The list goes on forever. Furthermore, during the past 30 years, there has been little engagement by those within the International Socialist Tradition with left feminist theorists. The names on that list could go on and on as well.

Time will test Bakkan/Smith and the ISO’s “new” commitment to women’s liberation. However, unless there is a political struggle waged by the entire organization to change its political position — as opposed to a directive from the top — any change will be superficial and/or short lived.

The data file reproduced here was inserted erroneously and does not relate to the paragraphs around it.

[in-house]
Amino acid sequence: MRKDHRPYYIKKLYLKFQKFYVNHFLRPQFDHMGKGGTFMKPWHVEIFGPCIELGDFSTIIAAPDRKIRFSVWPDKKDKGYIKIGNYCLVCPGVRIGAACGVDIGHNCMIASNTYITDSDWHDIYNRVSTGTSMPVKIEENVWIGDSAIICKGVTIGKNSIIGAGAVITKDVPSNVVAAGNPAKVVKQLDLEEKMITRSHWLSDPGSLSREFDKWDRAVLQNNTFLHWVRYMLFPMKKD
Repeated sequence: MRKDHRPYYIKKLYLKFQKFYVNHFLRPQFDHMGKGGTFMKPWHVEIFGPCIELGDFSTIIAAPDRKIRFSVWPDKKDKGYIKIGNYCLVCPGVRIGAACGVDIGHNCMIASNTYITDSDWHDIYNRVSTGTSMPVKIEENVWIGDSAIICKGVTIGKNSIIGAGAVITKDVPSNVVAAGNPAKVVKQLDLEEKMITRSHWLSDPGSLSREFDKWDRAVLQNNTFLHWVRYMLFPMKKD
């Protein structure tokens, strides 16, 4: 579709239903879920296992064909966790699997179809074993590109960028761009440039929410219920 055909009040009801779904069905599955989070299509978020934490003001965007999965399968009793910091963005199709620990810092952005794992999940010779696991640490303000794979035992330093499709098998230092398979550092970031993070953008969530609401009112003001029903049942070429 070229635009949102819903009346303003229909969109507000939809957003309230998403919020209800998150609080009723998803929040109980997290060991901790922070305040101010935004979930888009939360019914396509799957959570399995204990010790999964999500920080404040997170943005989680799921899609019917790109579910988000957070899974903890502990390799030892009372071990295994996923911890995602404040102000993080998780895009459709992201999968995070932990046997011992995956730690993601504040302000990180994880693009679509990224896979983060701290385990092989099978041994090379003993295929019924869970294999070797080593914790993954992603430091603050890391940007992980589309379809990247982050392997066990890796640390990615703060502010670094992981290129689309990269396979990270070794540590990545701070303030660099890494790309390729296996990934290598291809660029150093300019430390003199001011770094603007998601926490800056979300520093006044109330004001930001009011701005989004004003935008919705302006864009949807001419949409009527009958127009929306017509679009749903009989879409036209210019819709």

The ISO’s rewriting of its own feminist history is even more puzzling in the light of the newly published International Socialist Review (ISR) article by Candace Cohn, “Working-Class Women’s Liberation and Rank-and-File Rebellion in Steel.” Cohn recounts in detail the industrial strategy of the ISO’s predecessor, the International Socialists (IS), in the mid 1970s. Readers can decide for themselves whether or not the article explains the IS’s contribution to building a working-class women’s liberation movement or if it is a recapitulation of the IS’s labor perspective. What is missing from Cohn’s meticulous rendering of the IS’s entire strategy for building a working-class movement and a revolutionary organization was that, in the midst of this campaign, one-third of the IS coalesced to oppose this strategy, called themselves The Left Faction, and were immediately expelled. The Left Faction went on to form the ISO in March 1977. One of the basic founding principles of the Left Faction, later the ISO, was opposition to this strategy uncritically outlined by Cohn to send middle-class (overwhelmingly white) IS women into the trucking industry, basic steel, and automobile plants – industries overwhelmingly male – as the basis for a working-class women’s liberation movement. At least the IS was committed in theory and on paper to feminism and women’s liberation as opposed to the post-1983 ISO. Perhaps the editors of the ISR published this as an interesting piece of history of a failed strategy. Soon after the Left Faction’s expulsion, the IS lost another one-third of its members who later founded the socialist organization Solidarity and no longer exists today.